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Charges of Discrimination Against Employers Hit Record High

Here's a labor law truism: When the economy heads south, employment discrimination claims head north. The Equal Employment Opportunity Commission ("EEOC") has announced that more workers and job applicants filed workplace discrimination complaints in fiscal year 2010 (ending September 30, 2010) than at any time in its 45-year history.

The number of charges filed (99,922) is 7 percent higher than fiscal year 2009 and 21 percent higher than fiscal year 2007, before the recession. In addition, the federal agency filed 250 lawsuits, settled another 285 suits, and resolved 104,999 private sector claims. These EEOC enforcement actions, mediations and other litigation cost employers a record $404 million in payments to workers who filed claims.

What is Illegal?

In Pennsylvania, employment is "at-will," and employees may be hired and fired at will as long as those personnel decisions are not based upon race, gender, nationality, religion, age or disability. The EEOC enforces five federal laws prohibiting such employment discrimination: Title VII of the Civil Rights Act, the Equal Pay Act, the Age Discrimination in Employment Act, the Americans with Disabilities Act, and, the Genetic Information Nondiscrimination Act.

What Increased?

For the first time, retaliation under all statutes (36,258) was the most frequently filed charge. Federal law prohibits retaliation against an employee for engaging in a "protected activity," such as raising, or collaborating, a complaint of unlawful discrimination. Retaliation claims are most frequently filed in combination with another type of discrimination charge.

Race discrimination charges (35,890) dropped to second place, though still an increase from the prior year, and the largest increase (17%) was among people who felt they had been discriminated against because of a disability (25,165), an increase likely related to 2009 legislation which broadened the legal definition of "disabled" and the EEOC's new public outreach efforts on the topic. Likewise, age (23,264) and religion (3,790) charges saw increases, and the EEOC received 201 charges under GINA in that statute's first year of enforcement.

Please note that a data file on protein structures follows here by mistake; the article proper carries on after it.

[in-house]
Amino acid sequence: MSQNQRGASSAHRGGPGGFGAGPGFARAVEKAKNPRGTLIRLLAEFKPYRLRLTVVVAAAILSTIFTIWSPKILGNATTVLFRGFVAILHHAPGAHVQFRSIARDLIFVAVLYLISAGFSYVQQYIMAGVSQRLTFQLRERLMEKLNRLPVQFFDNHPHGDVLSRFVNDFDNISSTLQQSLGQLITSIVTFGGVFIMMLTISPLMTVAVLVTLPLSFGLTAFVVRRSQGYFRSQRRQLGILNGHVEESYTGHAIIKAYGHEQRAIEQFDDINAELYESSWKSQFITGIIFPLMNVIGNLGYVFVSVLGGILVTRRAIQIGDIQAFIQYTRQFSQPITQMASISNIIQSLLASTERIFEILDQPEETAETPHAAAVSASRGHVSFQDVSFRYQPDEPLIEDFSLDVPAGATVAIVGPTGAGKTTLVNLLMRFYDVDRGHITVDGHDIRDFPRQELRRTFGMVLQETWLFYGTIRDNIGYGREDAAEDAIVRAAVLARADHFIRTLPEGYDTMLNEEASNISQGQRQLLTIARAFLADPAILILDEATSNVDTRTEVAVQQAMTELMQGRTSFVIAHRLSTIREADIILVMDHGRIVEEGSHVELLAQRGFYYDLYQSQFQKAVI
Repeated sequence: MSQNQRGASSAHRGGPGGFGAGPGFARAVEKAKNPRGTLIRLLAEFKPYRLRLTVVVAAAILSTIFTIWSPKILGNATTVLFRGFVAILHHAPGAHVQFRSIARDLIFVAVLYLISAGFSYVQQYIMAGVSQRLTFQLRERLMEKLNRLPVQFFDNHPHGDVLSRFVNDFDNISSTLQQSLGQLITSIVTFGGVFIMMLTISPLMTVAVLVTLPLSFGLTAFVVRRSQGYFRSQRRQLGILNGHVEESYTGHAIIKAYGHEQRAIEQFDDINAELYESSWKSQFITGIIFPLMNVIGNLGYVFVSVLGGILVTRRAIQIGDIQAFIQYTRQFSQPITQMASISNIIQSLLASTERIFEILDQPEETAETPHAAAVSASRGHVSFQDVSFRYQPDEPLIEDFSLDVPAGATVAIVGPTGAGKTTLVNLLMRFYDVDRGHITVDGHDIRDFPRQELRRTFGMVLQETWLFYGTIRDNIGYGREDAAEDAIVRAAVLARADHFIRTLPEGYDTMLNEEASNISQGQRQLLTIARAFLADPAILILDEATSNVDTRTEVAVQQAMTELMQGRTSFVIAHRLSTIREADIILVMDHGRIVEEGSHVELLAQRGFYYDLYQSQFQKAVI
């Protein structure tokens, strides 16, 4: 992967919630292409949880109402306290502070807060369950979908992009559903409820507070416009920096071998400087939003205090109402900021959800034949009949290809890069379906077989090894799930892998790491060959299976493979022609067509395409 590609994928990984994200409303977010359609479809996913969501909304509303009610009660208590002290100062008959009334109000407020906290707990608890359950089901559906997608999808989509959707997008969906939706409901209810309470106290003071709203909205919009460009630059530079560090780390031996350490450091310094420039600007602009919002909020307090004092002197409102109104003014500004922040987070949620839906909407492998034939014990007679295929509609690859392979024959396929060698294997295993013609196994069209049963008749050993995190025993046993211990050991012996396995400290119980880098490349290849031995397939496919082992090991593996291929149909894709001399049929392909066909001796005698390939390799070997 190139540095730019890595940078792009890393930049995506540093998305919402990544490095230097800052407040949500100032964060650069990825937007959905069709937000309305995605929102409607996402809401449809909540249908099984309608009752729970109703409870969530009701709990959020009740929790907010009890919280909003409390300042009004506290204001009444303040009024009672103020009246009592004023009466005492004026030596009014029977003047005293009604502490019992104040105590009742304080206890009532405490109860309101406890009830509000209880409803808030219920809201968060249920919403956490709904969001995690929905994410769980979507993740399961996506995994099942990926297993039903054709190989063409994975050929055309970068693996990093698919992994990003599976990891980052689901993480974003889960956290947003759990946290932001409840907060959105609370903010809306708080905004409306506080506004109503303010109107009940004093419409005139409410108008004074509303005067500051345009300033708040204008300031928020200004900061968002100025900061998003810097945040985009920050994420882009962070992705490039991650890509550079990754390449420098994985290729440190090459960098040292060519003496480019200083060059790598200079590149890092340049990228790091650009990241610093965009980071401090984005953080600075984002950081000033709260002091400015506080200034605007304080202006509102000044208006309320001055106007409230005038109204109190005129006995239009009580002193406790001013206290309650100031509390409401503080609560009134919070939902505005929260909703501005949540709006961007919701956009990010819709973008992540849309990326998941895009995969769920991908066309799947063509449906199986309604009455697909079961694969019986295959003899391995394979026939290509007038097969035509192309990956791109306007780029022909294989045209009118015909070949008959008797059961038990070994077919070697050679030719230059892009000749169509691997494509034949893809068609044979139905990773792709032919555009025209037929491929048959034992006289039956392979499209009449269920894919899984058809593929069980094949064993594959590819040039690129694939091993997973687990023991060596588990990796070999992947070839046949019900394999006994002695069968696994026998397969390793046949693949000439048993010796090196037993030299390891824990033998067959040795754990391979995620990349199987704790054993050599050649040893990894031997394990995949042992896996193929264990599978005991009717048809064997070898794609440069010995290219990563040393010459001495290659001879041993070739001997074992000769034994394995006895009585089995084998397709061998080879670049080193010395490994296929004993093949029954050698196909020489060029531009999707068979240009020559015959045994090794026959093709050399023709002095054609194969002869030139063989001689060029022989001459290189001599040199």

The EEOC cited a number of factors for the increase in claims, including greater diversity in the workforce, but the difficult job market undoubtedly played a significant role. "When the pie shrinks, your selection criteria -- why you picked this person over that person -- comes under much greater scrutiny," says Merrily Archer, a former EEOC attorney under the Clinton Administration, who noted a similar rise in charges in the wake of the 2001 recession.

The increase comes as the EEOC has added an additional 300 staffers to handle the surge and to clear a large backlog of pending actions. EEOC Chair Jacqueline Berrien stated that the agency has spent the past two years boosting its staff, reversing deep cuts during the Bush Administration.

What to Expect

Given the Obama Administration's continued focus on aggressive enforcement of discrimination laws and the allocation of additional resources to the EEOC, coupled with the effect of a struggling economy, employers now, more than ever, need to ensure that their personnel decisions are free from unlawful bias. In addition, as the increase in retaliation claims suggests, employers must take care to ensure that employment actions taken after an employee complains of perceived discrimination can be fully justified.

Employers can lower the risk of burdensome litigation and EEOC enforcement actions by reviewing their pay, promotion and decision-making practices and policies to ensure they are in compliance with the law. MacDonald Illig attorneys are available to assist in this regard, to answer employers' inquiries regarding the EEOC, and to aid in developing best workplace practices.

For more information, contact Lisa Smith Presta at MacDonald Illig at 814/870-7656 or lpresta@mijb.com.